"For there is nothing covered that will not be revealed, nor hidden that will not be known."
At the beginning of the last #TXLEGE session, there was a modest kerfuffle that was politically useful to the business as usual crowd. On the first day of the session, anti-Second Amendment Democrat Poncho Nevarez got into an excessively heated policy discussion with a libertarian leaning activist from Tarrant County. While the actions of the activist in question were counterproductive, at the end of the day they were also harmless and irrelevant.
But when you're the business as usual crowd looking for excuses to run out the clock on a 140-day legislative session, any excuse to waste time works. Following the above incident, the House held a hand wringing 'debate' about whether or not to allow members to install 'panic buttons' in offices (Sidenote: Poncho Nevarez never did.) This was accompanied by the embarrassing spectacle of Republicans wearing "I'm Poncho" stickers on the floor of the House.
As the Trib explained at the time:
“I think when somebody threatens a representative because he doesn’t vote, it’s everything we don’t stand for in this state,” said state Rep. Phil Stephenson, R-Wharton. “You can fire us, but you don’t get to shoot us because you disagree.”[Author's Note: We told Stickland privately at the time that he shouldn't go along with that farce but, let the record state, that Jonathan Stickland was far more magnanimous in that situation than we would have been.]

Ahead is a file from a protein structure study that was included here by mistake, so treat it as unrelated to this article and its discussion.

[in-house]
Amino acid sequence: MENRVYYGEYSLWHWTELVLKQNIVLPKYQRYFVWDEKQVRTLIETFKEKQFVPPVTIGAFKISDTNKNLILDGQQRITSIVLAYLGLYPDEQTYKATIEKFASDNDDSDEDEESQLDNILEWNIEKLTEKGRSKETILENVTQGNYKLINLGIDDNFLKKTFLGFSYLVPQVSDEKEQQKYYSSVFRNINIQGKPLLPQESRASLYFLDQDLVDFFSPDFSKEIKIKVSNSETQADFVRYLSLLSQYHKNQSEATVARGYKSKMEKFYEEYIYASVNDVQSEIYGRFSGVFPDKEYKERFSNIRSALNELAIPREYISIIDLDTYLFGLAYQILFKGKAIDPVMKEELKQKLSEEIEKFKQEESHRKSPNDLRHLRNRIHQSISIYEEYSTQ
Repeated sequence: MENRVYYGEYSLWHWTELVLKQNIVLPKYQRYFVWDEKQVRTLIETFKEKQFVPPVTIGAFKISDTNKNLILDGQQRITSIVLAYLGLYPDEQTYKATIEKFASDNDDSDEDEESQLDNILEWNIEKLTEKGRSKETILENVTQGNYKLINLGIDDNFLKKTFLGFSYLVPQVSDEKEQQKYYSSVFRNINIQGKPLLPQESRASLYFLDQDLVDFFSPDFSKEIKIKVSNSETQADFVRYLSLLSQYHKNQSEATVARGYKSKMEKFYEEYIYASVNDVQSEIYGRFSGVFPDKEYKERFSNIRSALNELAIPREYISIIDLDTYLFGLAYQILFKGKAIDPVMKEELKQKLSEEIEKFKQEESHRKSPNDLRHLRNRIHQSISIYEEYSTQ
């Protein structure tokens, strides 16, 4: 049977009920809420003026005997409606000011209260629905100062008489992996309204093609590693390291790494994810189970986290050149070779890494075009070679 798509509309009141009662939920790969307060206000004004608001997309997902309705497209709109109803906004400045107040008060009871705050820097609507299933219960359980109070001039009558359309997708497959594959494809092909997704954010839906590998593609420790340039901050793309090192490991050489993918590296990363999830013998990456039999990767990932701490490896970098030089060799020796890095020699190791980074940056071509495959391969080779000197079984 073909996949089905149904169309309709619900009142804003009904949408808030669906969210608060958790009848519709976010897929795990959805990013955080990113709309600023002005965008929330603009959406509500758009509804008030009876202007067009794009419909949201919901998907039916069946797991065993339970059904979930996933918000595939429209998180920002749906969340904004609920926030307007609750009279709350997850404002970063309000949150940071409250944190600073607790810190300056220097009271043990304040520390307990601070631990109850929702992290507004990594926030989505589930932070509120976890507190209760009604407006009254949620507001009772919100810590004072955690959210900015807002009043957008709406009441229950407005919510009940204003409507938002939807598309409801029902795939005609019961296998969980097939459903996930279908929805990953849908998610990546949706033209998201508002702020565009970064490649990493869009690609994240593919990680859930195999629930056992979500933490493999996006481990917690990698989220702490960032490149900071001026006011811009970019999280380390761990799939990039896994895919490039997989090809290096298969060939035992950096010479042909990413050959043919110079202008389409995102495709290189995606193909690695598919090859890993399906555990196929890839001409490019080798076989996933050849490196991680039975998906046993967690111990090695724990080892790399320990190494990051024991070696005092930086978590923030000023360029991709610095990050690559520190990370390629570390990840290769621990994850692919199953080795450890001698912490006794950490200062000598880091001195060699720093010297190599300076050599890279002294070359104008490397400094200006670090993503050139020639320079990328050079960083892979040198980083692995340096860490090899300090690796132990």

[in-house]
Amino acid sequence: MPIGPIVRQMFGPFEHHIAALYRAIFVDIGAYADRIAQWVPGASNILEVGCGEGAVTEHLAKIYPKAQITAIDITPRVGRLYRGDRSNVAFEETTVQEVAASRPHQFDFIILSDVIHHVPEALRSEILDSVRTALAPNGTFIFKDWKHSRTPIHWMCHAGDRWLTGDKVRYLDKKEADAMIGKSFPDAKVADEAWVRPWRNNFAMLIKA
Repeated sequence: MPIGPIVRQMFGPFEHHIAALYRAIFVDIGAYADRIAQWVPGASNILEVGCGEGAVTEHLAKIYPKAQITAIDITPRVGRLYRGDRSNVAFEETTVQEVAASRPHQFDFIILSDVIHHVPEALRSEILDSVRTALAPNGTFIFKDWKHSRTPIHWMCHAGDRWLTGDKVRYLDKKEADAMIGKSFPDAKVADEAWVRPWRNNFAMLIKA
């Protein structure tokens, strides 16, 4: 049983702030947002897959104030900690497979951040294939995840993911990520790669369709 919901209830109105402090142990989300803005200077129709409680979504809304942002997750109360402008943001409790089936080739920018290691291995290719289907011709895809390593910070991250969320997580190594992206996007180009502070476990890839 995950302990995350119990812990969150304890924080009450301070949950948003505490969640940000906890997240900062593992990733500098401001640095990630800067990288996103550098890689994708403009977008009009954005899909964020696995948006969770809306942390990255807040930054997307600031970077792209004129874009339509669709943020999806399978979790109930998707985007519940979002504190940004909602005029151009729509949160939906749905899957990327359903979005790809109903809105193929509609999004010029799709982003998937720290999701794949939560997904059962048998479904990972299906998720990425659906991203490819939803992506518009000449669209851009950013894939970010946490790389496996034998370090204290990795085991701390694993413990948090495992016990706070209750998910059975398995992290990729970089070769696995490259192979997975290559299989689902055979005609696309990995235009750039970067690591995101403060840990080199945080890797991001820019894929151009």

A Republican, Drew Springer of Muenster, was behind the gesture. He said he came up with the idea after Nevárez joked that he should hand out “I’m Not Poncho” stickers to fellow lawmakers so that they would not be targets.
“Immediately I thought just the opposite — we need to show support for him, that we aren’t going to let people threaten us,” he said. “We’re not going to let people, in some cases from out of state, threaten us physically and try to get their way. That’s just not the way democracy works. It’s not the way Texas works.”
Springer said he gave out name tags to about 70 House members, from both parties, before he ran out.
Marsha Farney of Georgetown was among the Republicans donning the name tags. Others included Jonathan Stickland, R-Bedford, the author of a bill to lift state handgun licensing requirements.
“We’re showing support for Poncho to show that we stand with him as far as, not necessarily a policy position, but for safety issues,” said Farney.
Fast forward two years and that self-same Jonathan Stickland receives deeply chilling anti-Second Amendment threats at his home. This isn't a policy discussion in an elected official's office with some (admittedly counterproductive) heated rhetoric, this is an active threat from a deranged anti-Second Amendment sadist. So, naturally, the Republicans who ran around last session with "I'm Poncho"stickers were falling over themselves in 'solidarity' with Jonathan Stickland...right?!?
Drew Springer's Facebook Page (as of 12:11 pm on 12/23/2016): Nothing.
Phil Stephenson's Facebook Page (as of 12:13 pm): Nada.
Marsha "Felicia" Farney (as of 12:15): Negative.
Bottom Line: That the average Republican in the Texas House will go along with an anti-Second Amendment Democrat's politically expedient exaggeration, while remaining silent on an actual threat to the family of a pro-Second Amendment Republican, speaks volumes.